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Freida van Staden
Speech-Language Pathologist

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I graduated as a Speech-Language Pathologist in 1973, from the University of the Witwatersrand. In 1972 I received a Speech and Drama Licentiate Diploma from the University of South Africa (UNISA).

My clinical  background includes positions as a Speech-Language Pathologist with the Transvaal Education Department, and as a research assistant and clinical tutor at the University of the Witwatersrand. While there, a special unit for young language and hearing impaired children was established and I was involved with the language impaired section of this unit. My experience includes working in a remedial school and at a boys’ home.
In 1978 I established my own private practice in Johannesburg.

I am a Member of Speech Pathology Australia, and also a
Member of the Private Speech Pathologists’ Association ( NSW).

I was privileged to be part of a group of Speech-Language Pathologists, situated in Gordon, Sydney, Australia, which I joined  in April 1998. I worked at this practice for just over 5 years until 30th June 2003.

In July 2003 I relocated to Albury NSW Australia and now work in  Albury, Thurgoona, Table Top  and Jinderra.

The practice in Gordon was originally co-founded by Dr Caroline Bowen.

Caroline Bowen PhD is an Australian Speech-Language Pathologist. Her clearly written, user-friendly and regularly updated  Web Site  provides theoretically sound information for families, students and SLP professionals about speech, language, voice, fluency and pragmatic disorders in children. Throughout the site, fact is clearly differentiated from opinion. Caroline includes a lot of information about her research interest of developmental phonological disorders, a question and answer section for  non speech language pathologists about phonological and articulation disorders and dyspraxia , and extensive links to other sites.

In Dr Caroline Bowen's section on Developmental Phonological Disorders she states:

"Speech-Language Pathologists are constantly asked the following two questions:

"Why do some children, who have apparently overcome their developmental phonological disorder, in that their speech now sounds quite all right, have reading and spelling problems?"

"Why do they have difficulty with, or slowness in, acquiring the pre-literacy skills that are a necessary foundation for learning to read fluently with understanding, spell, and produce written work?"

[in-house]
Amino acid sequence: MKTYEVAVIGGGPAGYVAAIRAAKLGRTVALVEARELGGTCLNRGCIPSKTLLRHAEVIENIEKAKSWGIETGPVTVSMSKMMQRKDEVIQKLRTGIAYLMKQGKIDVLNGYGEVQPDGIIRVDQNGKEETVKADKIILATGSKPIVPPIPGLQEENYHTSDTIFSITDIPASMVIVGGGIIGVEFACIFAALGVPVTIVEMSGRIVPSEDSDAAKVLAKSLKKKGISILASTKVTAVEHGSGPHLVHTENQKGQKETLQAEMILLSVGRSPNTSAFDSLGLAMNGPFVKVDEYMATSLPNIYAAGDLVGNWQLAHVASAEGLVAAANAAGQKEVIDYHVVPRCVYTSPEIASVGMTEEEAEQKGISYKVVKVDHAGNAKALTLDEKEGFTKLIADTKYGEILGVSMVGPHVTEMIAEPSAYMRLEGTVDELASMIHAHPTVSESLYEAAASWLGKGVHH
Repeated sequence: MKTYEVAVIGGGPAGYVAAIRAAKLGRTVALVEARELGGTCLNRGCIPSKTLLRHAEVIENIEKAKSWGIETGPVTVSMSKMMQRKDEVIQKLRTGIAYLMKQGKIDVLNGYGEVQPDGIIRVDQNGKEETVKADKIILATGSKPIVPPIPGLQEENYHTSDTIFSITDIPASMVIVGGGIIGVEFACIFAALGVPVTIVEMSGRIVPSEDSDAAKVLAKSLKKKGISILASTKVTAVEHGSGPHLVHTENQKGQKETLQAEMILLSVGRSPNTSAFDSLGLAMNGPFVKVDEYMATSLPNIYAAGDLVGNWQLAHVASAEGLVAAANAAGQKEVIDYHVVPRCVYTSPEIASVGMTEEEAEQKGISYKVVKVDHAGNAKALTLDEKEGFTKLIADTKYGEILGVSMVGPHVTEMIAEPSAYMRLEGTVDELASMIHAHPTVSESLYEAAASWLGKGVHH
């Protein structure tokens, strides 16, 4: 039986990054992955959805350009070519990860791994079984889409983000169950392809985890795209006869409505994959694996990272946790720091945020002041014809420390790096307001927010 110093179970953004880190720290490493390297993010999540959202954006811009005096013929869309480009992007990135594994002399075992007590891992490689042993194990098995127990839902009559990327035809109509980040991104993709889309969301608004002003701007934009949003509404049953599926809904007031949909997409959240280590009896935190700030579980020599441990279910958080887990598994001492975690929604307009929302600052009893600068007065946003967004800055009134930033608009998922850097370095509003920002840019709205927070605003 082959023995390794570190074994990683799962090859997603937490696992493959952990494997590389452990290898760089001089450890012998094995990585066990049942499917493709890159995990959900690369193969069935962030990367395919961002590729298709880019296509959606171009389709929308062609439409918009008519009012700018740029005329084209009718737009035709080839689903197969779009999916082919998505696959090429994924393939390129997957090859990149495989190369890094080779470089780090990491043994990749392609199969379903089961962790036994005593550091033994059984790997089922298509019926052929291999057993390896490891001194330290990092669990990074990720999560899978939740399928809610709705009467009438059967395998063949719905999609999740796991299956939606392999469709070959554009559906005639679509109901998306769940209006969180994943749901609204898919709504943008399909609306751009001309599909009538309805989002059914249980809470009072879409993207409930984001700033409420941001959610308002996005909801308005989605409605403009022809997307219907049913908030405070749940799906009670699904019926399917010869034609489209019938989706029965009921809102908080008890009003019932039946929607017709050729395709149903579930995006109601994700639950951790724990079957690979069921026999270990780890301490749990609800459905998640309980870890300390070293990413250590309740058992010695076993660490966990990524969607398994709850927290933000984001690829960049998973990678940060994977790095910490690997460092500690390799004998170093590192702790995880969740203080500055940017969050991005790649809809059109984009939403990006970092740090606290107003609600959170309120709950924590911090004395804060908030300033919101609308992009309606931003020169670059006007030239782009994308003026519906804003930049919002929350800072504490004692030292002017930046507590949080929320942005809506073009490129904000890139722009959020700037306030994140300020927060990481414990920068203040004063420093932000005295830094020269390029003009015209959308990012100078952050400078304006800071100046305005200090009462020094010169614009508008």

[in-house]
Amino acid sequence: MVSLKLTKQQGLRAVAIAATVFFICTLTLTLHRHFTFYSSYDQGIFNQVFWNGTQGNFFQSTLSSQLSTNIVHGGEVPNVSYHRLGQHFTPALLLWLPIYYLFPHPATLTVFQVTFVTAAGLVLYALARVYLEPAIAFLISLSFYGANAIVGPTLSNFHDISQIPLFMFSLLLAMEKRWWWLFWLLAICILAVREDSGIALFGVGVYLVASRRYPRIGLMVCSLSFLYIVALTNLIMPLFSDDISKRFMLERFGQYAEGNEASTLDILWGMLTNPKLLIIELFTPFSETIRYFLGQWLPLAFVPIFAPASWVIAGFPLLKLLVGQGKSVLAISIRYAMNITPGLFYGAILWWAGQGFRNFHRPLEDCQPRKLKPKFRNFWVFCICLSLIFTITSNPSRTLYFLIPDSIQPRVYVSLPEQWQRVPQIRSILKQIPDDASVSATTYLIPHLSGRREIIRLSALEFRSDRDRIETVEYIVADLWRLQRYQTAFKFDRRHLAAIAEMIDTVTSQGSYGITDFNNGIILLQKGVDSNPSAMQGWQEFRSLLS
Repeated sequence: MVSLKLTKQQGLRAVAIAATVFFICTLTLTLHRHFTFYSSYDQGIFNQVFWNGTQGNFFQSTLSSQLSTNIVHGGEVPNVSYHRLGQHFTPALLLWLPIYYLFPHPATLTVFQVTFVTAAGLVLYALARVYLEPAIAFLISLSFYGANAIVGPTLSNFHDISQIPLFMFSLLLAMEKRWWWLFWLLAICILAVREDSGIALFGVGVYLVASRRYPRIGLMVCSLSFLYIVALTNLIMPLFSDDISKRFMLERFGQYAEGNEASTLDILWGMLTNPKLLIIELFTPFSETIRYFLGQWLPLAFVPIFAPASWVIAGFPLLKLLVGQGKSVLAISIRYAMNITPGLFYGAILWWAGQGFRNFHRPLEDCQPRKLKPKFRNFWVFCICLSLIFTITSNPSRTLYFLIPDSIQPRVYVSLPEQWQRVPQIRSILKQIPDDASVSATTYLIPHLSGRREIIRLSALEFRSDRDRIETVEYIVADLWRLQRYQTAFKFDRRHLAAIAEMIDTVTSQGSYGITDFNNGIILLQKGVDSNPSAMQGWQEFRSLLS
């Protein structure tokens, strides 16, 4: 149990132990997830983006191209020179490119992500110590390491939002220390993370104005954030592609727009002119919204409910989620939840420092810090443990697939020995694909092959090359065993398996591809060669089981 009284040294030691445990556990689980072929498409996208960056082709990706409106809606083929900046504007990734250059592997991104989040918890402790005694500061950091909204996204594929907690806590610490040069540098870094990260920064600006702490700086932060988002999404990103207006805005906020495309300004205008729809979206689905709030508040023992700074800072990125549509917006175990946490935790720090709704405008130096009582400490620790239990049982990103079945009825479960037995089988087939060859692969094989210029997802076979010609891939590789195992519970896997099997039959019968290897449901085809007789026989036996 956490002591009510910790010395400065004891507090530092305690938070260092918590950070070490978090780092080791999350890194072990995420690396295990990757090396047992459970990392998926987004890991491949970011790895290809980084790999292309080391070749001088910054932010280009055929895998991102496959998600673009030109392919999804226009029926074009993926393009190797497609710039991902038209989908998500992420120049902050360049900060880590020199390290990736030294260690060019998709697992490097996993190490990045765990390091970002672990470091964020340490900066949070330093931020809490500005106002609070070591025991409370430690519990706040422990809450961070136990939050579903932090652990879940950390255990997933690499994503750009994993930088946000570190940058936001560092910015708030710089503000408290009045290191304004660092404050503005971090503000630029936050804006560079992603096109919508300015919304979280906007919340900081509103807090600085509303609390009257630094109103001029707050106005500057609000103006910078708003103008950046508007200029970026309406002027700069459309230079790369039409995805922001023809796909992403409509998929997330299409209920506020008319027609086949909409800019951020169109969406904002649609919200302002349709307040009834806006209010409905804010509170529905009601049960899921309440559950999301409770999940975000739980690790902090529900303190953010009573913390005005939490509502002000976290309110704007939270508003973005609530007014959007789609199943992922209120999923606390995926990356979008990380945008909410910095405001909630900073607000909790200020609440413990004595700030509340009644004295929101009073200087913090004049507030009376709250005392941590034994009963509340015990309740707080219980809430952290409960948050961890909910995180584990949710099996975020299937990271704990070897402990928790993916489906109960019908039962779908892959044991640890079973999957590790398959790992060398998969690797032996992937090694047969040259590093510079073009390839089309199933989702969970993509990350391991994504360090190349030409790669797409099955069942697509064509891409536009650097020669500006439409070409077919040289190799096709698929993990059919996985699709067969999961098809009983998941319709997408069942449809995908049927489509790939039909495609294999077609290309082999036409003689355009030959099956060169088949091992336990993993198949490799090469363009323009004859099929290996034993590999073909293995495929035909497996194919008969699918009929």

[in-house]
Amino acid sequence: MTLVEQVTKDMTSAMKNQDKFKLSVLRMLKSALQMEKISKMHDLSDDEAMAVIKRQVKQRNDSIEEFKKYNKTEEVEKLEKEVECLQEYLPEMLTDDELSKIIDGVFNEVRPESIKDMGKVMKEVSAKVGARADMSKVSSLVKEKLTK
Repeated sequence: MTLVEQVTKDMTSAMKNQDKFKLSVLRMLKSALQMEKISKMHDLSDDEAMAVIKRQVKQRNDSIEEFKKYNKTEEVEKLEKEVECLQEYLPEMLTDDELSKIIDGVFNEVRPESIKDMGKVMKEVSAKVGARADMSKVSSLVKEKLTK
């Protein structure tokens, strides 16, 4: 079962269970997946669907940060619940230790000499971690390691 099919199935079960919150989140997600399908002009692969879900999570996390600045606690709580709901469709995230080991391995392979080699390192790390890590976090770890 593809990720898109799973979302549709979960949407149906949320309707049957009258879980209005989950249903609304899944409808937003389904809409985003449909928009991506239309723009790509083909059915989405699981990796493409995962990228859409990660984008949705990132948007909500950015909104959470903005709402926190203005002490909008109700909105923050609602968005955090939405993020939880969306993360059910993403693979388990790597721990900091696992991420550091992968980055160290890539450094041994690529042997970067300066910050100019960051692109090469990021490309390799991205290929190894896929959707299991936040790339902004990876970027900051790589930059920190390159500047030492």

As parents and professionals we are finally beginning to get some answers to these important questions. Current research is showing that it is because these children have poor phonological awareness in particular, and poor metalinguistic skills generally.

Phonological awareness is the ability to recognise and manipulate the sounds and syllables used to compose words.

Metalinguistic ability is the capacity to think about and talk about language."

Research is showing more and more that phonemic manipulation is important  for developing reading, writing and spelling skills. The better able the child is to manipulate phonemes, the better equipped he will be, to read, write and spell. Some children who have difficulty with phonological development also have difficulty acquiring reading, writing and spelling skills. It is also beginning to emerge that linking the written symbol with the sounds (when the child is old enough), is beneficial in acquiring 'phonological awareness' and may enhance skills for reading.

It remains a constant challenge to provide motivating and positively reinforcing material for children just beginning to learn to read. Sometimes the mere initiation of  the task of reading is difficult.  Often, for children who find reading difficult, much coaxing, motivation and positive reinforcement is required.

As an incentive Creative Writing has been introduced.


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